Sarah Goodyear is a Brooklyn-based contributing writer to CityLab. She's written about cities for a variety of publications, including Grist and Streetsblog.
An emergency manager wants to sell a beloved community garden to the highest bidder. Can organizers win their land?
Michael Davis moved to Hamtramck, Michigan, ten years ago and started fixing up a 100-year-old house to live in. "I like seeing the value in things and bringing that alive," says Davis, 37, who works in advertising.
Hamtramck is a little bit of an unusual case. Completely surrounded by the city of Detroit (except for a short piece of border with Highland Park, another municipal island within Detroit), it is the most densely settled city in Michigan, with a population that has grown to 22,000 in recent years. It was always home to a large Polish presence, and now it's also the state's most diverse city, with robust Albanian, Yemeni, and Bangladeshi clusters.
Still, like many Michigan cities, Hamtramck has struggled financially. About three years ago, Davis started worrying about the direction things were going. "It was getting a little rough," he says. "I was contemplating leaving, but it’s not normally in my nature to cut and run."
Around the same time, he was having breakfast with a friend, Julie Swartz, who pulled out a fruit he had never eaten before and offered it to him. It was a pawpaw, a custard-like, green-skinned fruit native to Michigan, which she had picked from a tree on her family's land. "I ate the pawpaw and it hit me like a lightning bolt," says Davis. "Instead of working on my house, I am going to plant these."
The place he had in mind was some city-owned vacant land down the street from his home. He had passed the empty tract for years. Now he had a vision for what could be done with it.
Davis and a few others met with the mayor, who was supportive of the idea. They secured an "Adopt a Lot" permit for the site good through 2017, and started planting.
Hamtown Farms is the result of their labors. It has thrived thanks to the efforts of Davis and other volunteers, who have worked to transform it from a garbage-strewn wasteland into a thriving urban farm where pawpaws and vegetables are free for the picking, the local fire department comes by to water the crops, and neighborhood kids can get their hands dirty. The group has put about $40,000 into improvements, and hundreds of people have contributed sweat equity. It's a poster child for the positive impact a community garden can have.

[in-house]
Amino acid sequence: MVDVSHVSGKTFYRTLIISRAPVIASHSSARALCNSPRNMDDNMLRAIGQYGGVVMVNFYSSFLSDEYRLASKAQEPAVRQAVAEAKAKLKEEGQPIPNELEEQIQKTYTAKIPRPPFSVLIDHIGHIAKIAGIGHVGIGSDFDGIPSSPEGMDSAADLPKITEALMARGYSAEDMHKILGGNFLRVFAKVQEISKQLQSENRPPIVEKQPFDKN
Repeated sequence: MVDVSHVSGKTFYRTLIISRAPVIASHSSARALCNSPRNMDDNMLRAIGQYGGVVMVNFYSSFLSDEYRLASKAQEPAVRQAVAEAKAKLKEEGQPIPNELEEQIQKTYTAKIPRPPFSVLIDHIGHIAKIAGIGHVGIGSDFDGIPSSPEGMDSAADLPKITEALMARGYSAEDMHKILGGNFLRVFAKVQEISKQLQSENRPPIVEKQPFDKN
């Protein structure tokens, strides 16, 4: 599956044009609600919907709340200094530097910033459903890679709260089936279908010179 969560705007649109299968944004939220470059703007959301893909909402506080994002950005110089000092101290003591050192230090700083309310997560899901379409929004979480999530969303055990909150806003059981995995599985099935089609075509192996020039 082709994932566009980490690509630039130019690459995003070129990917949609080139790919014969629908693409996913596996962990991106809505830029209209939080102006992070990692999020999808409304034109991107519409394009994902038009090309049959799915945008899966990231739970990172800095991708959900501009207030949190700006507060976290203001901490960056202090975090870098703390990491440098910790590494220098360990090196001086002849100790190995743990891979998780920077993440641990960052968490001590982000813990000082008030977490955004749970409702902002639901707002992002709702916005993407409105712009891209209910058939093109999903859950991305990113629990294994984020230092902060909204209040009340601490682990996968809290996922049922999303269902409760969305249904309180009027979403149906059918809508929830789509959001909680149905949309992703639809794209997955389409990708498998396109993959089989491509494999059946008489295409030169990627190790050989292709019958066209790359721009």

But now, the future of Hamtown Farms is at risk.
In July, facing declining property values, job losses, and a drop in state revenue sharing, Hamtramck was placed under an emergency manager for the second time in its history, a fate that has become increasingly common in the struggling state of Michigan. The system has drawn criticism for controversial sales of municipal assets such as the Pontiac Silverdome and, potentially, masterpieces from the Detroit Institute of Art.
Hamtramck's new emergency manager, Cathy Square, was appointed in July of this year. Square immediately announced that one of her goals was to raise revenue by selling city-owned vacant land – including the nine lots where Hamtown Farms is located. Square said that she expected to get about $200,000 for the 400 lots available. Hamtown Farms did the math and offered to buy their land for $500 per lot.
That was when things got sticky. According to a timeline provided by Davis, the city manager asked Hamtown Farms to get an appraiser to value the land, an expense that was daunting (about $3,000 or more). Then Kowalski Sausage company, which has operated a factory adjacent to the Hamtown Farms site for decades, had the land appraised at $600 per lot. For a bit, it looked as if Kowalski was going to buy the land out from under Hamtown Farms for that price.
But after a report on Fox News resulted in an outpouring of Hamtown Farms support, the emergency manager decided to offer the land to the highest bidder. "I've made the decision to put the five lots up for auction," Square told the Michigan political website Eclectablog, where I first learned about this story. "Because Hamtown Farms wants to counter offer Kowalski's offer, the only fair thing to do will be to let them both go to auction."
The auction will be on November 21, and Hamtown Farms has been raising money through Indiegogo and other sources. Davis says that Kowalski has not returned "dozens" of calls from his group to try to negotiate, and the company has not made any public statement in local media about the Hamtown Farms site.
"The biggest kicker is, that land has been empty 40 years," says Davis. During that time, he points out, Kowalski Sausage could have tried to buy it. But it wasn't until Hamtown Farms had cleaned it up that anyone else started seeing its value.
Davis says that the pattern is one he's seen often in the Detroit area. He recounts an incident in which he was passing a bar that was being gutted, where boxes of stuff put out by the curb. He asked a worker if he could look through and take what he wanted. The answer was yes.
Davis pulled out an old tin Pepsi sign, some ancient newspapers, and a lithograph that caught his eye. The worker saw what he was doing and came back over. Actually, Davis was informed, maybe that wasn't garbage after all. He should leave it alone. "That's kind of the Detroit way," Davis says.
This time, says Davis, he’s not walking away. He and the other people behind Hamtown Farms are determined to go into the auction later this month and compete for the land where they have created value. "This isn’t about me anymore," says Davis. "I'm fighting for myself and hundreds of others."
All photos courtesy of Hamtown Farms.